Tests to diagnose bladder cancer include: checking urine samples for cancer cells; X-rays of the kidney and urinary system, including the bladder; and cystoscopy, in which a small flexible tube with a camera on the end is inserted into the bladder.

Bladder cancer strikes men three times more often than women. Treatment for bladder cancer is most successful in the early stages, when the tumor is smaller and on the surface of the bladder.

"If a patient unfortunately has had a delay in diagnosis, or has not responded to some of the signs such as blood in the urine, the tumor has the opportunity to grow, to invade the wall of the bladder and even to extend beyond the bladder, or metastasize, to other organs. In that scenario, we're looking at much more aggressive and radical treatment plans," Lee said.

This year, about 63,000 Americans will develop bladder cancer, which kills about 13,000 people in the United States each year, the university said.

Maggot Treatment Saves Mich. Woman's Foot

Barbara Enser wasn't very comfortable at first with the idea of using maggots to clean the wound on her right foot. But if it meant saving it from amputation, she was willing to give it a try.

The 57-year-old Bay City woman was diagnosed with diabetes 40 years ago and subsequently lost her left leg to the disease. She also suffers from neuropathy, meaning she has no feeling in her foot or leg, and ulcers or wounds can develop from constantly putting pressure on the foot.

"I'm just hoping this works because I think this is the last straw for saving the foot," Enser told The Bay City Times before a recent treatment. "I don't like creepy, crawly things. I won't even kill a creepy, crawly thing."

Enser went through a number of other procedures to stem the infection that is spreading through her foot. She had the wound cleaned with a scalpel and has been on antibiotics.

But after those failed, she turned to Dr. Gerald L. Dowling, head of the podiatry section of the Orthopedics Department at Bay Regional Medical Center. He first treated Enser with maggots on July 6.

For the procedure, the maggots —- about 2 millimeters each in size —- are placed on the wound, then surrounded by an adhesive foam, clear tape, and a gauze bandage.

By July 8, the maggots had swelled to twice their normal size and eaten away part of the infection. When Dowling removed the bandages two days later, Enser's foot was looking better. Healthy, pink skin was replacing the dead tissue, and the swelling was down in her foot and ankle.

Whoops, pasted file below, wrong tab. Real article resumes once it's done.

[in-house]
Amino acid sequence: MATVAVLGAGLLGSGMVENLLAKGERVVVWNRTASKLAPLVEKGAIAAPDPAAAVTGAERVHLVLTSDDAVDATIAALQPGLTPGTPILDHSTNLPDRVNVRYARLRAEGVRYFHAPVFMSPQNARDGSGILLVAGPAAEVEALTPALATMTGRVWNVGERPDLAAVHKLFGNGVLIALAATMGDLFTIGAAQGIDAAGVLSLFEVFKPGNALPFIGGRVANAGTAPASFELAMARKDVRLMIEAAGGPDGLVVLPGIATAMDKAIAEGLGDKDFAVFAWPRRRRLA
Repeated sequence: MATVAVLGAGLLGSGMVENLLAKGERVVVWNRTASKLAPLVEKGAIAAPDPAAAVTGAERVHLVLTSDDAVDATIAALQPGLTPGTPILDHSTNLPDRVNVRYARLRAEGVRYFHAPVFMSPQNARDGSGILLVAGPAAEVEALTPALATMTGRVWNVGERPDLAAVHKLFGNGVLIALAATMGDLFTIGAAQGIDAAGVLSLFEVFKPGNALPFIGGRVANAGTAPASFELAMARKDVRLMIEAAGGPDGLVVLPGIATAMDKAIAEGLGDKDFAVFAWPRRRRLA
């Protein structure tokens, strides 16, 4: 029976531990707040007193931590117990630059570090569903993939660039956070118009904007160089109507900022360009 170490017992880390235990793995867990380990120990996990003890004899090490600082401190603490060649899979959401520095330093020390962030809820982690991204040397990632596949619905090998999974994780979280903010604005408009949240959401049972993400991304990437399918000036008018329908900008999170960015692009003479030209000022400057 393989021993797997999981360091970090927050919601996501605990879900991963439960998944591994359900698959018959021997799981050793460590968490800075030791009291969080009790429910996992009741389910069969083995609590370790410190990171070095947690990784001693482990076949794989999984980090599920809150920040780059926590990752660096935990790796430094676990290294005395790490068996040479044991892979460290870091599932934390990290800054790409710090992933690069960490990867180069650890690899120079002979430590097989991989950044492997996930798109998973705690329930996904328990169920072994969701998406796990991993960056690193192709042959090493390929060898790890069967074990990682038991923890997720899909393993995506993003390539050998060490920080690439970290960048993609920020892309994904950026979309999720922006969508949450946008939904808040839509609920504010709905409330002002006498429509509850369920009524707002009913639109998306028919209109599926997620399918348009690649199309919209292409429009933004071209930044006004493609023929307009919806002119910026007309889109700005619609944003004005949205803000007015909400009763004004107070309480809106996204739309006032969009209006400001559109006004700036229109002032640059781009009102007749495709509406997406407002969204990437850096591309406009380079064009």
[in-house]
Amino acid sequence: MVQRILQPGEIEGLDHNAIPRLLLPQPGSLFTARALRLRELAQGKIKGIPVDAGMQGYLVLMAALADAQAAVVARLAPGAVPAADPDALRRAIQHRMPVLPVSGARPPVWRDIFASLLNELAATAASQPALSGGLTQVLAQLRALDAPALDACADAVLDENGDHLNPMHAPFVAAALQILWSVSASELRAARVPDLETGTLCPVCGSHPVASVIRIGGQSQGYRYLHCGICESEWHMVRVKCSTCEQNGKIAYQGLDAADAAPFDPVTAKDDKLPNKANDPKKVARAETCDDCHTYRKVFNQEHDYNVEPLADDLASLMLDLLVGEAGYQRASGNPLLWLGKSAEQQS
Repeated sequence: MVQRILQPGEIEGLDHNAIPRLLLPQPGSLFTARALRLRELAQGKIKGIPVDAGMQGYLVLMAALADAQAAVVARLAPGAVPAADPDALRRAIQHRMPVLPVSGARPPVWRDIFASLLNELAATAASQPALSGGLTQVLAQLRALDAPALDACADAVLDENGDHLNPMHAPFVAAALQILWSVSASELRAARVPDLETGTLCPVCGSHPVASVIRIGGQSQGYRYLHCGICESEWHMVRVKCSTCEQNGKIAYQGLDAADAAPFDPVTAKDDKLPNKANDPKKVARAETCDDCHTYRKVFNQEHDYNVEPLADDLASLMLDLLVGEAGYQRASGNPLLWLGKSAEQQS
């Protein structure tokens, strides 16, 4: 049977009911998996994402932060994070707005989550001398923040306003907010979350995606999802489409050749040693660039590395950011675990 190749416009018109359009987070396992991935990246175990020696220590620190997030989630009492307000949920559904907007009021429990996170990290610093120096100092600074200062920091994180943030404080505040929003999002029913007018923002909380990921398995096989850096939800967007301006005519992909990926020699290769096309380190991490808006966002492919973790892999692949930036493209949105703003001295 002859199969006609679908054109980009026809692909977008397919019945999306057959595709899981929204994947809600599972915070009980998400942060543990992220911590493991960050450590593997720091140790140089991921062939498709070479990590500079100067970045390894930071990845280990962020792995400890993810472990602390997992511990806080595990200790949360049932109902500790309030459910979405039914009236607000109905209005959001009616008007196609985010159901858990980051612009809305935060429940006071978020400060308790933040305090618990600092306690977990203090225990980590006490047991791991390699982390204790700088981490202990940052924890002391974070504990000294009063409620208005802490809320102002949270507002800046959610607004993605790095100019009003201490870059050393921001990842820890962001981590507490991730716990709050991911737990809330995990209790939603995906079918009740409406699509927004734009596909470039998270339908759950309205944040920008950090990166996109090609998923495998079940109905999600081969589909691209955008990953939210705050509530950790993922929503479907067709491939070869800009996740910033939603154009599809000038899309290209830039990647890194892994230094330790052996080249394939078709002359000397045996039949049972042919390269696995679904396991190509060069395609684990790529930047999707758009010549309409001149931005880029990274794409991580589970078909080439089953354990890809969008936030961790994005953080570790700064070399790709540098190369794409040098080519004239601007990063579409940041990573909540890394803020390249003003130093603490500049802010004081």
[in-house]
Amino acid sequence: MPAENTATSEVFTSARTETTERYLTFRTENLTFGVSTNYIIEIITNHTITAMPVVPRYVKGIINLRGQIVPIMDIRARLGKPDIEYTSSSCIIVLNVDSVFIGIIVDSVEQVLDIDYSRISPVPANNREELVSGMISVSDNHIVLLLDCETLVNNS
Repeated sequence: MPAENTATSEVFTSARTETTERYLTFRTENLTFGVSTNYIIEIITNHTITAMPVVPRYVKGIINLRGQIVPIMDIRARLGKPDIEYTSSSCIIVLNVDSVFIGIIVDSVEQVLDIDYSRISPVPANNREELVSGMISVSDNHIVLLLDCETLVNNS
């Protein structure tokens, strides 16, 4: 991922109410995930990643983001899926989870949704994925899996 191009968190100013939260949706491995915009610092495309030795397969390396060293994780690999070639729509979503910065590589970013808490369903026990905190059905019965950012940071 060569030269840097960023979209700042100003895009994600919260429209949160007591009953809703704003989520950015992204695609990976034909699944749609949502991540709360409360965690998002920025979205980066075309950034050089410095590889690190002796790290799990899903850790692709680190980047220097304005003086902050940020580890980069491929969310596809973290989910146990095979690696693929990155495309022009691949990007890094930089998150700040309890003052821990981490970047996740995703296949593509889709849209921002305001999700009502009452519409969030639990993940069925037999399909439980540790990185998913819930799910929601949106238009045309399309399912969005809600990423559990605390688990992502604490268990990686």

The maggots do more than just clean a wound. They also dissolve the infected tissue, kill bacteria and leave an enzyme behind that stimulates healing. They will only eat the infected tissue, leaving healthy tissue alone.

"In general, maggots have the capacity to distinguish viable and dead tissue on a cell-by-cell basis," said Dr. Steven M. Holland, chief of the laboratory of clinical infectious diseases at the National Institute of Allergy and Infectious Diseases.

As much good as the first treatment did, Dowling decided to go with one more treatment. And when the bandages from the second procedure were removed 72 hours later, Dowling deemed the procedure a success.

Once the bandages were taken off, the maggots were removed using tweezers and the area was rinsed with a saline solution. Dowling then cut away leftover dead skin.

Hundreds of Children Starving in Niger

Nasseiba Ali is the face of hunger in Niger. The 20-month-old girl weighs just 12 pounds, and her eyes are clouded at night, one of the symptoms of her chronic malnourishment, along with sparse, wiry hair, brittle and malformed nails, and a deceptively prominent belly.

Nasseiba may survive because her grandmother was able to get her to a feeding center. But aid groups despair that so many other children -— among the most vulnerable in times of crisis -— are dying because the world was slow to respond.

"I thought we would not make it safely," said Haoua Adamou, Nasseiba's grandmother, speaking in Hausa through an interpreter. Adamou had walked several hours from her village with the baby on her back to the emergency feeding center at Maradi, some 400 miles east of the capital, Niamey. She sat Saturday fanning flies from Nasseiba's face.

The aid agency Oxfam warned last week that about 3.6 million people, about a third of them children, face starvation in this West African nation devastated by locusts and drought. The U.N.'s humanitarian agency estimates some 800,000 children under five are suffering from hunger, including 150,000 faced with severe malnutrition.